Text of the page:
From the insights, 71% of people feel like they belong at their organisations, but that still leaves 29% that don’t feel that way and do not agree with this statement. How do we support these individuals in improving their feeling of belonging? Our yearly inclusion and wellbeing index helps us determine individual items that predict belonging.
Related Article: How to experience the true value of diversity, equity and inclusion
Inclusion and wellbeing index:
Overall, to foster belonging, leaders should listen, support and show what’s possible.
BI WORLDWIDE use these benchmarks with our clients to determine whether they are ahead or behind the curve, which is really important in knowing how your team is feeling about each of these areas. Just focusing on doing any of the inclusive index items can really make a difference.
We are starting to see how leadership, purpose and belonging are intertwined when we think about culture. Belonging is influenced by the connection to the mission that supports overall wellbeing, and we can see how the leadership pillar is about seeing their future, and their career path, listening and providing that sense of accomplishment.
That sense of accomplishment is impacted by the next culture pillar, which is recognition.
A great company provides recognition to everyone in the organisation. It ensures people's voices, even from the bottom up, are really heard at the organisation. We see this in the quantitative data as well, those who are confident that if they do good work, it will be recognised, were more than 10.2 times more likely to say they have a great company culture where they work now.
There are a number of levers that we can pull to help people to feel recognised at work, one of which is providing recognition with a reward. So we asked people, did you receive recognition with a reward in the past three months?
People who did felt more inspired. They were more satisfied with their compensation. They felt they had more learning and development opportunities. They felt more included and they were more likely to recommend their organisations as a great place to work.
We also asked did you received recognition in writing with no rewards in the past month. In writing, these people again felt more inspired, more learning and development, more inclusion. In addition, they also felt like they had a stronger manager relationship and felt they had better individualisation of that work experience.
When we asked, did you get told you make a difference at work? People who were told they made a difference at work in the past month were more committed to their organisations and wanted to stay than others. They also felt the most valued and they had more meaning and purpose in their work. Somebody was reminding them how what they do each day is really making a difference to the organisation.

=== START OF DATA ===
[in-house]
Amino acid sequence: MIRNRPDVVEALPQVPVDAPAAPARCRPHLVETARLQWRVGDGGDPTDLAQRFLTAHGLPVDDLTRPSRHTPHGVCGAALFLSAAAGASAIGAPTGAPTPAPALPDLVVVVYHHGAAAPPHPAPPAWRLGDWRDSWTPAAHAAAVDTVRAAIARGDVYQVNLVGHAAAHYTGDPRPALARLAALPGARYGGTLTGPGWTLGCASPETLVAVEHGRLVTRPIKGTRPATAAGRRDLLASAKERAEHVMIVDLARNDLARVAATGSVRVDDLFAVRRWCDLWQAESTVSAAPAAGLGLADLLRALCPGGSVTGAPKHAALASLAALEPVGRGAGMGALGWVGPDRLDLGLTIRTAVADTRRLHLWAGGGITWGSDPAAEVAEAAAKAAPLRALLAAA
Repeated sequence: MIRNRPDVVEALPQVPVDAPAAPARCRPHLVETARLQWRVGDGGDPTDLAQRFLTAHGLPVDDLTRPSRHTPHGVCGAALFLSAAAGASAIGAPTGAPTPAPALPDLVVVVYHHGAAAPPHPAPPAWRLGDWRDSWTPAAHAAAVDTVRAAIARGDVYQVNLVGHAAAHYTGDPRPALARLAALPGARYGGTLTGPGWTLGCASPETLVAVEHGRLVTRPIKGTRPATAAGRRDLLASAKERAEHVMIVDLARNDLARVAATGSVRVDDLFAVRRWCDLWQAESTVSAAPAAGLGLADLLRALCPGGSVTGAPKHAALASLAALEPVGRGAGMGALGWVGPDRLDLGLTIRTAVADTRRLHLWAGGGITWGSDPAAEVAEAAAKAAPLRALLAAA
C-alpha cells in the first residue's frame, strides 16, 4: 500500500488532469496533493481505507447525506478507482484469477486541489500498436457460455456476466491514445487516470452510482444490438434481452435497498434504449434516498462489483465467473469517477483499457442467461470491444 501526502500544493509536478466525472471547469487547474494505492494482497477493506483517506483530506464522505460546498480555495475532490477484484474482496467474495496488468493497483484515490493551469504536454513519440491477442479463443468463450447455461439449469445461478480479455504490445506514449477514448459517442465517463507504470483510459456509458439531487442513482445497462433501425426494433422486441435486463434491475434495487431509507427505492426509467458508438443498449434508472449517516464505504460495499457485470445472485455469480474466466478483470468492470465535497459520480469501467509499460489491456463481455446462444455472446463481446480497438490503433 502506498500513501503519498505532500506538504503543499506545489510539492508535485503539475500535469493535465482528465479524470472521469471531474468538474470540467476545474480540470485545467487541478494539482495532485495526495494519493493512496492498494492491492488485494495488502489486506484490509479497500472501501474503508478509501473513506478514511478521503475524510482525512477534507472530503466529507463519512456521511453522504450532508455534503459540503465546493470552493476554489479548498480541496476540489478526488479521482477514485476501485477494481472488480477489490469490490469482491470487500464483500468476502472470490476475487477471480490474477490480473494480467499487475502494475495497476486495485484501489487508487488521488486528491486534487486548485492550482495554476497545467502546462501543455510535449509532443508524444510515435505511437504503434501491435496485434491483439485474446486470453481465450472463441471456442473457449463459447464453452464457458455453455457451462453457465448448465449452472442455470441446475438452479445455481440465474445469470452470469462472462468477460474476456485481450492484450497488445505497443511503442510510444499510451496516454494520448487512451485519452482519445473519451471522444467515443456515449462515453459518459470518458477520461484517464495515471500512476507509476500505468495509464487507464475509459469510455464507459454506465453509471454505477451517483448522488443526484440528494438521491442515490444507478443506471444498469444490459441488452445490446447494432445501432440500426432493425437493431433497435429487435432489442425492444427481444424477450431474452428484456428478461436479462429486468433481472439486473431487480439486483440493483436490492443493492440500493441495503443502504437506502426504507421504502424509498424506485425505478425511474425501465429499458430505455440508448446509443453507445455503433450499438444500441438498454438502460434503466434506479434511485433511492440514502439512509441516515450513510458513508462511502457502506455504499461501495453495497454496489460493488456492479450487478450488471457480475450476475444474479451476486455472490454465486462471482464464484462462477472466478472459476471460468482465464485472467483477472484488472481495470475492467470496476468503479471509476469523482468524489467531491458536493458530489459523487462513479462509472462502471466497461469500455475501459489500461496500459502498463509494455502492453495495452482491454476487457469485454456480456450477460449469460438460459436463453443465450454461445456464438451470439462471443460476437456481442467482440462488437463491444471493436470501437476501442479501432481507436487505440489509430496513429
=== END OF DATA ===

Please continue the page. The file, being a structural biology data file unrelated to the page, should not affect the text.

There are a number of challenges that can make a great company culture, just more difficult to attain and one that we're seeing a lot of increasingly is the remote workforce compared to those working hybrid. Our findings indicated that those working remotely were less connected to the company culture, and less energised and inspired. They were less confident that leaders were kind of doing the right thing for them.
This certainly isn’t suggesting we shouldn’t work remotely, but instead, the real question is what can we do to support people who are working remotely, knowing they might feel less connected to company culture? What can we do to kind of bring them back in?
There are a number of things organisations can do and one of which that we saw made a really big difference was receiving recognition for behaviours aligned to the company values.
When receiving recognition aligned with these values, remote workers felt just as connected to their company culture as people who are working hybrid and on-site. Having a culture of recognition strongly aligned with company values can bridge that gap for people who maybe aren't feeling as connected to the company culture.
In addition to recognising behaviours or recognising accomplishments, recognising an array of moments also has a strong impact. To determine this link, we ask people if they had experienced, for example, a birthday, promotion, newborn, anniversary, or marriage in the last year (see below), and if those moments were celebrated at work. We found a clear link between celebrating these moments and a high employee Net Promoter Score. Highlighting if you are celebrating employees even for the personal things that can really make a difference.
Related article: Celebrating Moments That Matter
It is clear organisations should want to recognise people based on the insights above, and then to the degree that we can individualise those things can be even better. When it comes to meaningful rewards, what type of rewards has the strongest impact on inspiration?
Well, it is no surprise that all types of rewards as shown in the graph experienced a lift, but when it comes to employees being most engaged and inspired the non-cash awards provide far more lift than gift cards. These patterns continue time and time again, which is because we human beings feel those kinds of emotional things in a non-cash award, whether that be an opportunity to travel or some other activity that can be far more inspirational. Again and again, our data supports that.
Related article: Rewarding and Motivating People in Today’s Workplace
We tend to spend a lot of time thinking about how it feels to receive recognition so it is worth reminding ourselves that giving recognition is really great too.
As illustrated above, both giving (blue) and receiving (orange) recognition makes employees feel happy and proud. What is amazing is with giving recognition the connection you feel with the person that you were giving recognition to is much higher. 50% of people who are giving, feel really connected to that person.
Our research and detailed insights make a powerful case that to build a strong company culture, organisations need to implement a formal recognition program to ensure leaders and employees have the tools to be empowered to lead, drive company values, and enhance the feeling of belonging.